where efficiency (which includes honesty and talent) is the object; nor should the inferior appointment be made a necessary step to the one, which would be keeping out of the service men of education and respectability, whose condition in society would not permit their taking charge of the inferior duties of police. A mistake of this description has, I fear, been in some respect committed, with regard to the principal sudder aumeenships, but without pledging all the higher appointments to the holders of the lower ones, as has been done in the latter case, a certain proportion, say one-third or half, might be so pledged and thus regularize and ensure the prospect of promotion.
4th. “The irresponsibility of their situations owing chiefly to the great distance at which those officers must be placed from their immediate superiors, the magistrates.”
Might not this be greatly obviated by putting the darogahs in some respects under the jurisdition of moonsifs 2 The latter are in general a superior class of men, their courts are seldom at any great distance from the Mofussil thannahs, and if the extent of jurisdiction was somewhat diminished they might, under the same powers possessed by a junior covenanted assistant just come out of college, check the oppressive proceedings of the darogahs, and try all petty cases of police on the spot without subjecting an injured party to the necessity of putting up with petty grievances, which may become almost intolerable when repeated over and over again, or to travel fifty or sixty miles to get an expensive and tardy redress in the magistrate's court. If at the same time the pay of the darogahs be increased, a road to promotion opened to them, any act of oppression or corruption more carefully inquired into and severely punished, the evils which must under any circumstances result from the exercise of an irresponsible power by an unprincipled man, may be expected to diminish in a sensible degree, but they will not disappear entirely until the natives show more energy in resisting oppression and more honesty in prosecuting their just claims.
5th. “ The want of leisure, of sufficient local experience, and not unfrequently under the present system, the want of discretion of judgment in the magistrate.
It seems preposterous to suppose that a collecter with his important revenue duties can find sufficient leisure to superintend the police of a large district which requires at least all the energies, the undivided attention of one man whatever may be his talent's and his zeal. But after all, I doubt whether the system which is gradually introduced of separating the duties of collector and magistrate will be any improvement if the charge of a magistracy must be entrusted to young officers without experience, and sometimes without energy or talent, to the imminent risk of the personal security, liberty and property of the natives of the soil. Much must of necessity be left to the discretion of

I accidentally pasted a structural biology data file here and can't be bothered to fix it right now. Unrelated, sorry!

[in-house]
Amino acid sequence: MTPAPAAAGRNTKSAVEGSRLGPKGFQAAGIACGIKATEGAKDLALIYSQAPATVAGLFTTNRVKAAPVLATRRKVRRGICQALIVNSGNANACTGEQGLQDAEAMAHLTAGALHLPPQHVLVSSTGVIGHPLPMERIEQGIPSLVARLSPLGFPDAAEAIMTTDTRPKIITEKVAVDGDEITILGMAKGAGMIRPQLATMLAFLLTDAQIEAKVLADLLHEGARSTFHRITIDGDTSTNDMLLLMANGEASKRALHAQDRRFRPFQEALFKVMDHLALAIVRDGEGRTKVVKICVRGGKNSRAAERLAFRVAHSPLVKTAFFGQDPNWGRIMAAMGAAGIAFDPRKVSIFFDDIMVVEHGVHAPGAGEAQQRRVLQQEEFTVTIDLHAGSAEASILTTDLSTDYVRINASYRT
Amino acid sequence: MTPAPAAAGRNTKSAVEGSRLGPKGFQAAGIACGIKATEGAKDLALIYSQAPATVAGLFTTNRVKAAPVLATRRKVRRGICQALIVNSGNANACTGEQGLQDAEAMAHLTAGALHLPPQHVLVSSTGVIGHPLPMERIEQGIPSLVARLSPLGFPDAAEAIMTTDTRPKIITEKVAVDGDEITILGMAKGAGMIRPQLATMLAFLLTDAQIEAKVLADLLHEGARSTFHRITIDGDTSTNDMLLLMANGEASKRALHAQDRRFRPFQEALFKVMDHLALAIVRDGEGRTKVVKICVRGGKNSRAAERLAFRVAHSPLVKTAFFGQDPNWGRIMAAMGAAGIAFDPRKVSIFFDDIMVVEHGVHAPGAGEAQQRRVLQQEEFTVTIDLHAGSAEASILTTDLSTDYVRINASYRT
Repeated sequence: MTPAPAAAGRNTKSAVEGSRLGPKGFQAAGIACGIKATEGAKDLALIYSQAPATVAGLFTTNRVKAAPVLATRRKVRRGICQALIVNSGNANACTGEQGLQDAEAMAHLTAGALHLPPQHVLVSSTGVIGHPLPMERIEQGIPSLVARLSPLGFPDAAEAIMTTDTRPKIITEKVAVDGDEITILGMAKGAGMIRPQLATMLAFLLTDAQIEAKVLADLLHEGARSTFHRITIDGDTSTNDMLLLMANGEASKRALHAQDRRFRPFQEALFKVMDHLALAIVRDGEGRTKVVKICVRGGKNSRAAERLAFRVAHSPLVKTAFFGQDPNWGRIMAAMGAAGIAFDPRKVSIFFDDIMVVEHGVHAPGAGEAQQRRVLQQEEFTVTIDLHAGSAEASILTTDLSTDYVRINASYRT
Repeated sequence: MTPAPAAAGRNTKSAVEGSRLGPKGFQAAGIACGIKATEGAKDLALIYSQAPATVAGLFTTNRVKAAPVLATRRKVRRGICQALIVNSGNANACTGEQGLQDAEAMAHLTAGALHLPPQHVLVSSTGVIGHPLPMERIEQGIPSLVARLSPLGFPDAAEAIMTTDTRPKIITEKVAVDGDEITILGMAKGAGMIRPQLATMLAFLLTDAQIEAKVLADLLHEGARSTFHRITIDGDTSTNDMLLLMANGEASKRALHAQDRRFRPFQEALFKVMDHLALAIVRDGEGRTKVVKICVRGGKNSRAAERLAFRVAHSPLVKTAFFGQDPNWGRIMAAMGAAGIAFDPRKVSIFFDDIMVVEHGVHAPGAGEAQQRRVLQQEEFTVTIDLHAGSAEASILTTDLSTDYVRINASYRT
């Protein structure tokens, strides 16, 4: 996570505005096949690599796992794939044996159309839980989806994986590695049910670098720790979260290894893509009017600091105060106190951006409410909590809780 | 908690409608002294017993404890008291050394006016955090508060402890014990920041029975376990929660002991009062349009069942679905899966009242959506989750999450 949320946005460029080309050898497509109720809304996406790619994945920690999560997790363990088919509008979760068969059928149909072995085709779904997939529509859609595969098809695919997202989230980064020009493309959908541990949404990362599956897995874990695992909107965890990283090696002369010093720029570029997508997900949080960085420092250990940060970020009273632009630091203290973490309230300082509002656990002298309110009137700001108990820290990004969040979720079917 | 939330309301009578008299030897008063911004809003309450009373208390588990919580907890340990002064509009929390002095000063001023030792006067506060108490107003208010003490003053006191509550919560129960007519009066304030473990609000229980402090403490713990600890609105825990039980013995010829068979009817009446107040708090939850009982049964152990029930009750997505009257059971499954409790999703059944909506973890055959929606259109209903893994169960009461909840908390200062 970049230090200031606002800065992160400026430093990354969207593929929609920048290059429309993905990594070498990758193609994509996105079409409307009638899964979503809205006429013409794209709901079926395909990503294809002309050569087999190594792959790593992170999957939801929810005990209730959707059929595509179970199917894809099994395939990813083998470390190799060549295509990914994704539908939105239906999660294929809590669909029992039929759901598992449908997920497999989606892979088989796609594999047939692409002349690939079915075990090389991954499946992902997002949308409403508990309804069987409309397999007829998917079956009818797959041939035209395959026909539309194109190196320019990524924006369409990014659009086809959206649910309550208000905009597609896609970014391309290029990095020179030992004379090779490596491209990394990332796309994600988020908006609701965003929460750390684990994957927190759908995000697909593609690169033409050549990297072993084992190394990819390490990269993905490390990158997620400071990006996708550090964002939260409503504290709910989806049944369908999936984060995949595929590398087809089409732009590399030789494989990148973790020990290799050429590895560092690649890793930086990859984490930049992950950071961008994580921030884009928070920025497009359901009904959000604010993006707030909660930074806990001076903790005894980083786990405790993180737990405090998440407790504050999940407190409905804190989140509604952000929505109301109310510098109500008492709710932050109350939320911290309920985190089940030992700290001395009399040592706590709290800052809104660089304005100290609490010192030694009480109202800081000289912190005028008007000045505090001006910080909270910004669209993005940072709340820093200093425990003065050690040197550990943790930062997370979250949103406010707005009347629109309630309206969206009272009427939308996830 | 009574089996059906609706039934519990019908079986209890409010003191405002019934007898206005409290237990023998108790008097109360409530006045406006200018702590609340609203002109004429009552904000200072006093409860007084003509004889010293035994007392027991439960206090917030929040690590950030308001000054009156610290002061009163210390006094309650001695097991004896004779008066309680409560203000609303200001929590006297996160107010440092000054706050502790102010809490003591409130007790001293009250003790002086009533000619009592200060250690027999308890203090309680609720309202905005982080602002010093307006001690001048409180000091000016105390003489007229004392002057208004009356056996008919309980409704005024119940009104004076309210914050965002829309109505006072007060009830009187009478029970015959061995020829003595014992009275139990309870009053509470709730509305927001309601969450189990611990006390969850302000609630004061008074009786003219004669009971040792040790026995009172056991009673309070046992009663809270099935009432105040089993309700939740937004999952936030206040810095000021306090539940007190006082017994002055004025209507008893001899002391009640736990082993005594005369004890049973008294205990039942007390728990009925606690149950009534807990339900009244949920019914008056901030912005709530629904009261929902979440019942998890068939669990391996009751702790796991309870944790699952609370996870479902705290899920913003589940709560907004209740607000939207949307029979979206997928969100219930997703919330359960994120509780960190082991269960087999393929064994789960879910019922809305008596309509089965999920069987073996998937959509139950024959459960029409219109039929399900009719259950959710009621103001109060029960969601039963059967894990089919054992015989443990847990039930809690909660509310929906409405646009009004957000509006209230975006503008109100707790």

the magistrate in the fulfilment of his duties in which his conduct can never be so strictly confined by rules as that of a civil or criminal judge, and it is the more necessary to have none but chosen men in such situations which should besides be more permanent than they are. Under the present system, a magistrate is usually called upon by his turn of promotion to vacate his appointment at the very moment when he could have done justice to it, and so long as this continues to be the case, I fear there can be but little hope of a material improvement of the police in point of practical efficiency. Could not magistracies be made equal in emolument to collectorships, either by increasing the salaries attached to the former, or bringing down on the removal of the present incumbents the large allowances of the more moderate stipends of magistrates, which might be raised in the same proportion ? But after all, if this be not possible, if the convenanted service cannot supply, at a rate which the state can afford to pay, men of the description wanted, might it not be tried, whether, in the uncovenanted service of Government or in the unengaged portion of the India community, men could not be found willing and able, at a moderate cost to the country, to do justice to the duties of the head police officer of a district 2 Principal Sudder ameens might be made eligible to a magistracy, but at all events it is highly desirable that the system which has so long obtained of considering nothing else but the personal claims of individuals, founded on seniority, accidental circumstances, &c. to important appointments, should be altered for the more rational one of having also some consideration for the claims of the community whose welfare may be very materially affected by the choice of the officer appo nted to preside over it as magistrate or collector.